International Monetary Fund (IMF) involved About the encoder space after The collapse of Luna and Terra USD.
The International Monetary Fund is concerned about the continued use of cryptocurrencies
The latter was an algorithmic stablecoin that lost its peg a few months ago. Not only did this lead to the complete collapse of the coin and its sister asset, Luna, but investors ultimately lost billions of dollars overnight. The International Monetary Fund said in a recent interview that this likely won’t be the only time something like this has happened, and warned listeners that there may be other coins to fail in the future.
The crypto space has been experiencing one of the most bearish markets in history. The price of Bitcoin, for example, is down nearly 70% from last November when it hit a new all-time high of around $68,000 per unit. The asset is now struggling to maintain a position in the lower $20,000 range, and many analysts are divided over whether the coin has bottomed.
In addition, the crypto space has lost more than $2 trillion in valuation. The International Monetary Fund noted all the frightening rumblings taking place inside space and issued the following statement:
We could see more selling, both in crypto assets and risky asset markets like stocks. There may be more failures in some coin offerings, especially some algorithm stable coins that have been hit hard, and there are others that can fail.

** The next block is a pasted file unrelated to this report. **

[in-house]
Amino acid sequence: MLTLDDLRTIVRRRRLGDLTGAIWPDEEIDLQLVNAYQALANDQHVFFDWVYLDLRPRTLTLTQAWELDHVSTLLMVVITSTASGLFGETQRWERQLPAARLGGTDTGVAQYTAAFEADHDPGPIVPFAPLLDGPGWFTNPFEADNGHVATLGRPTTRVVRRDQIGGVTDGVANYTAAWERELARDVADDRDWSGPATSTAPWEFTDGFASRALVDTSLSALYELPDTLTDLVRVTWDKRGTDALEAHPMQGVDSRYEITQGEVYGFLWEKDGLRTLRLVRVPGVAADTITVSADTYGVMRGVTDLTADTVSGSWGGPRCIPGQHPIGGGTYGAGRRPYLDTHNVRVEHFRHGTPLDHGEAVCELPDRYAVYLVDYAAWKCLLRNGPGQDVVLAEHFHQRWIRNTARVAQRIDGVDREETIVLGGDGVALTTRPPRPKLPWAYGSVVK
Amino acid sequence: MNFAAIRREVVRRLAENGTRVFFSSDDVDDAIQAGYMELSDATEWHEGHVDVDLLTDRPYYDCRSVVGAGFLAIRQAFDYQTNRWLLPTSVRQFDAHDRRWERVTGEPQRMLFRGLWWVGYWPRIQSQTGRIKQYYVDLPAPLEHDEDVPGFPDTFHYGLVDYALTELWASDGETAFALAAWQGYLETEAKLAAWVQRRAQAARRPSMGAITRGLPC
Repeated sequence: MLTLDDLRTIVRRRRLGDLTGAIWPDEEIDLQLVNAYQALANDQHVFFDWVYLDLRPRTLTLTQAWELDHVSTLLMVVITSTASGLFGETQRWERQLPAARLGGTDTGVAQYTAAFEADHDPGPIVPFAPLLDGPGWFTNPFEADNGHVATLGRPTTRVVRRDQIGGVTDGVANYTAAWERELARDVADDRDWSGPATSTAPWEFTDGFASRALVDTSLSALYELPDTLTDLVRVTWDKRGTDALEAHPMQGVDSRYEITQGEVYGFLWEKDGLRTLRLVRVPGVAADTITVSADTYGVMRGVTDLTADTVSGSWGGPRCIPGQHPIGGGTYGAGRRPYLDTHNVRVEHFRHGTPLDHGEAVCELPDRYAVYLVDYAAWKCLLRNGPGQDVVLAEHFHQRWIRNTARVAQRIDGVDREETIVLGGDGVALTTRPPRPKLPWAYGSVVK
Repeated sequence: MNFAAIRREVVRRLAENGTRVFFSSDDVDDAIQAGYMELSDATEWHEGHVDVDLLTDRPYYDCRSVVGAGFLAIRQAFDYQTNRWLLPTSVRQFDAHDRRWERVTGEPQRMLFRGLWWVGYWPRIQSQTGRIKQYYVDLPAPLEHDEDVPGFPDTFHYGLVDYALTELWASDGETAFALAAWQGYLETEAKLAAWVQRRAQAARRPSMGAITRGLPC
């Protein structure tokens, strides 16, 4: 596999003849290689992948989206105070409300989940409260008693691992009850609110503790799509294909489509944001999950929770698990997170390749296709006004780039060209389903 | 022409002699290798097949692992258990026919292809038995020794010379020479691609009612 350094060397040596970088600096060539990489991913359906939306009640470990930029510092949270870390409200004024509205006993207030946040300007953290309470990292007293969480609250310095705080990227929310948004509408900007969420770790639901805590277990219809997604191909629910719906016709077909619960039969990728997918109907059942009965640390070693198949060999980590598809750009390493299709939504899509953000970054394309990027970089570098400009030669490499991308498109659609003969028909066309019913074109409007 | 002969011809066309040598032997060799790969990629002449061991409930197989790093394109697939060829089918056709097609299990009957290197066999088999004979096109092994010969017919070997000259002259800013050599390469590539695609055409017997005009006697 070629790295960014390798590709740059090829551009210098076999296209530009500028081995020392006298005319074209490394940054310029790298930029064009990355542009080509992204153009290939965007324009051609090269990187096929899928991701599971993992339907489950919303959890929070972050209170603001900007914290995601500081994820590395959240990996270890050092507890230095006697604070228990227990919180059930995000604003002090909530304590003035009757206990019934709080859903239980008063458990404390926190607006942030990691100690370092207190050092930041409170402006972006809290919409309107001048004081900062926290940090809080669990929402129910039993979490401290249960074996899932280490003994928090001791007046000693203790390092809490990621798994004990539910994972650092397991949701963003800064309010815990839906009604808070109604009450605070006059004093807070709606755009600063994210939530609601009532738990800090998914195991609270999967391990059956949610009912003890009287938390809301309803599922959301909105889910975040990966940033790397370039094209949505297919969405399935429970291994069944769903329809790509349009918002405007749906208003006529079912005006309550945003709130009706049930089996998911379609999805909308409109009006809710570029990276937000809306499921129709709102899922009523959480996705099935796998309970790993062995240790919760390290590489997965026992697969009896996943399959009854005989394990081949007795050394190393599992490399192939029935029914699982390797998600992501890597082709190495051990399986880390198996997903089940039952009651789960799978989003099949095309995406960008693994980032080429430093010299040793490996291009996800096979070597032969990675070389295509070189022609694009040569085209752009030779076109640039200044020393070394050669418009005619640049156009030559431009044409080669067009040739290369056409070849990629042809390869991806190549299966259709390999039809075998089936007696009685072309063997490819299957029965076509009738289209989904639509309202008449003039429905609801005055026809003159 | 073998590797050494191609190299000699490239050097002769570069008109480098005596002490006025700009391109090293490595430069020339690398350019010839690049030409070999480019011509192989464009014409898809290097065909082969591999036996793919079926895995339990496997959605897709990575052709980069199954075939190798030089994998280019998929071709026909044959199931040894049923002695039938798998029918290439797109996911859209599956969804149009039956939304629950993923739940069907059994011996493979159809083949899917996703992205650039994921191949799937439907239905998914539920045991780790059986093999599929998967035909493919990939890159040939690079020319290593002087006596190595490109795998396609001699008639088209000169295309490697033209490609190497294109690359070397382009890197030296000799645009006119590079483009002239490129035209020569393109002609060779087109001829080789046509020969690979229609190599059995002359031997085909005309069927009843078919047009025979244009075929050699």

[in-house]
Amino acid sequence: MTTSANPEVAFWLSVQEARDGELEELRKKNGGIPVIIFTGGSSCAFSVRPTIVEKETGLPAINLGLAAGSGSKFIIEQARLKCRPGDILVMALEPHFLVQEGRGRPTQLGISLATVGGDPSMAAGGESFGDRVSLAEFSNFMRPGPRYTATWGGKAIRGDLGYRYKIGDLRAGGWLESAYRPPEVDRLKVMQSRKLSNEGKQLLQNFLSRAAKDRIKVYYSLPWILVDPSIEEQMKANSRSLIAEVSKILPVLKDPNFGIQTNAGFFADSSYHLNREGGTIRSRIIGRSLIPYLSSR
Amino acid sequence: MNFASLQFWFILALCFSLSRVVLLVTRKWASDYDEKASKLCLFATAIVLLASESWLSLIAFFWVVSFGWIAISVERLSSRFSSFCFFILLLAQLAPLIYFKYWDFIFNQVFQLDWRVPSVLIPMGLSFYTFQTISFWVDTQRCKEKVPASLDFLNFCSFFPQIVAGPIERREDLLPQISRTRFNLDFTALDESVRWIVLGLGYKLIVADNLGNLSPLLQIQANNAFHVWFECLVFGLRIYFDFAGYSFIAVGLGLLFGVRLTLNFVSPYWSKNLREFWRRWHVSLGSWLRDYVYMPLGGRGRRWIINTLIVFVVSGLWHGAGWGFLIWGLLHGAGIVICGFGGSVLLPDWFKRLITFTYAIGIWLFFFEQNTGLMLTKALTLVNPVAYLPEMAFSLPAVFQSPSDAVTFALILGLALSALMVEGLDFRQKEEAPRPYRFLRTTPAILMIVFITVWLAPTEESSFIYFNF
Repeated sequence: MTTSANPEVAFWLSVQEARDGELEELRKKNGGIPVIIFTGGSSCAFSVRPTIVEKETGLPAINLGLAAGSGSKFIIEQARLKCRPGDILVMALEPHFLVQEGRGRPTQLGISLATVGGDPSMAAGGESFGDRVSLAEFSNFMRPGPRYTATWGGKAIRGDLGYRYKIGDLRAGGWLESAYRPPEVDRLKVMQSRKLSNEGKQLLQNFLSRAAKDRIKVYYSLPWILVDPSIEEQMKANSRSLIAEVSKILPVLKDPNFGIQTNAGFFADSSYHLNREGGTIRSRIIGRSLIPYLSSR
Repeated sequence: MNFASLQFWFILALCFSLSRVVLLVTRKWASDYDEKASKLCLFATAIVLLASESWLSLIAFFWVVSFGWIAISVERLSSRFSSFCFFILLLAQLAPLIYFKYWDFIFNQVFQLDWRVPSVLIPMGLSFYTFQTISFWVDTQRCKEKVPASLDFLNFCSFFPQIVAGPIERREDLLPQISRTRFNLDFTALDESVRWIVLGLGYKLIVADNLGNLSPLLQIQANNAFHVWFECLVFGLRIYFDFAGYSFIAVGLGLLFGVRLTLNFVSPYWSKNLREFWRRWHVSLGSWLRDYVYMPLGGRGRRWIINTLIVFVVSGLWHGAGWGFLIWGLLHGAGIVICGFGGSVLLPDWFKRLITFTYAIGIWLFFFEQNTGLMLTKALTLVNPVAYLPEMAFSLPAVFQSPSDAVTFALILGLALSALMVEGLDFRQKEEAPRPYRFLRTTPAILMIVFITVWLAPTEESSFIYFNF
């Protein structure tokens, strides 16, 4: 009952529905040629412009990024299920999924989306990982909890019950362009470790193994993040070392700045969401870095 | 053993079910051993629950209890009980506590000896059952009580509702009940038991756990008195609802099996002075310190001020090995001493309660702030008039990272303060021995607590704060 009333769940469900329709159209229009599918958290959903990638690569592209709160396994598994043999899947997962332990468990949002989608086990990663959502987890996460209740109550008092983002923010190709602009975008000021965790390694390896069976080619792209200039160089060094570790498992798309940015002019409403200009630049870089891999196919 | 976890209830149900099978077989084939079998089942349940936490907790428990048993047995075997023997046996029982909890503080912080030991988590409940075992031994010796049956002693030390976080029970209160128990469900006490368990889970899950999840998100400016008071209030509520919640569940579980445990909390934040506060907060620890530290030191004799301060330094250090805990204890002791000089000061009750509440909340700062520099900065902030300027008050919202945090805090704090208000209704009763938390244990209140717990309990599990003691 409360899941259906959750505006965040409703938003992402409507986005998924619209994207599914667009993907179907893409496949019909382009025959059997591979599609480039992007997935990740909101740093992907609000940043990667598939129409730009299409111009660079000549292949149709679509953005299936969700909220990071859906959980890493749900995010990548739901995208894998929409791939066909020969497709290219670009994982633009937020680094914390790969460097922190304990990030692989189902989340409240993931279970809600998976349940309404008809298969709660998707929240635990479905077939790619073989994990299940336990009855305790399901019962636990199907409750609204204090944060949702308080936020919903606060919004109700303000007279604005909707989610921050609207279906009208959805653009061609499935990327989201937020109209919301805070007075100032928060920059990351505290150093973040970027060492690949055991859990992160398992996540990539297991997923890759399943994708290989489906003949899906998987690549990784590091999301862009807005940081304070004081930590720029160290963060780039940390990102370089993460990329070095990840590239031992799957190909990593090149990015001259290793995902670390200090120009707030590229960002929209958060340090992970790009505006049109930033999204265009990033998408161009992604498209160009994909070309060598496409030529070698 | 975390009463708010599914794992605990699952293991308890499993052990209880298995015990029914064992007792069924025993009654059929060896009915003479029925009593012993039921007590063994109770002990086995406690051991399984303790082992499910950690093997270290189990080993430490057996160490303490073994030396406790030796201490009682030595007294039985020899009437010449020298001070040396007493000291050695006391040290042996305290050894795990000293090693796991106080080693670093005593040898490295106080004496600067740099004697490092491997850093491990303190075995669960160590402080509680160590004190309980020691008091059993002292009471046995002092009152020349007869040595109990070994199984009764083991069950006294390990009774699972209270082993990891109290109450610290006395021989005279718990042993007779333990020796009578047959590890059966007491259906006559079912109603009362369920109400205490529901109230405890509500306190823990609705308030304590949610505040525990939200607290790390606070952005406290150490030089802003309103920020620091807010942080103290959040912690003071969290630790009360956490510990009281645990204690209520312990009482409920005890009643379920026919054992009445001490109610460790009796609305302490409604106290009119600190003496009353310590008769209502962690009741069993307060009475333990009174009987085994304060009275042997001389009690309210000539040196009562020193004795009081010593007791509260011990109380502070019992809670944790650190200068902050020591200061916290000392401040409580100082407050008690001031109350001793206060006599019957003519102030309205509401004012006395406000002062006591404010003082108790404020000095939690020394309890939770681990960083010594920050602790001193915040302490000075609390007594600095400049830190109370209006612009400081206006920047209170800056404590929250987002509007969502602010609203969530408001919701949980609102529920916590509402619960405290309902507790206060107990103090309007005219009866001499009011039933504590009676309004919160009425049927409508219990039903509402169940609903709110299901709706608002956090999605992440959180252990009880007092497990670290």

To be fair, the IMF has never rocked the cryptocurrency since the space is often marred by volatility and price swings. Not long ago, the organization reached out to the Central American country of El Salvador and begged it to rescind all the love and respect it had for bitcoin, claiming that the asset was not stable enough to be taken seriously as legal tender. El Salvador quickly dropped this demand and continued to use BTC as legitimate money despite the constant price fluctuations.
Will other currencies collapse?
The agency continued its statement with the following at length regarding Tethers, which it now feels are as vulnerable as Terra USD in many ways:
There are some vulnerabilities out there because they are not supported one-to-one… [Some fiat-backed stable coins] Backed by rather risky assets… It’s definitely a weak point that some stablecoins are not fully backed by cash-like assets… What was very worrying about the 2008 crisis was that banks were very vulnerable to shadow banks, and we don’t see This exposure of banks to shadow banks through crypto.
The recent bear market eventually increased the call for crypto regulation which is something like a two-sided coin (pardon the word game) in that while it could make the space more legitimate, cryptocurrency is built on notions of financial independence.
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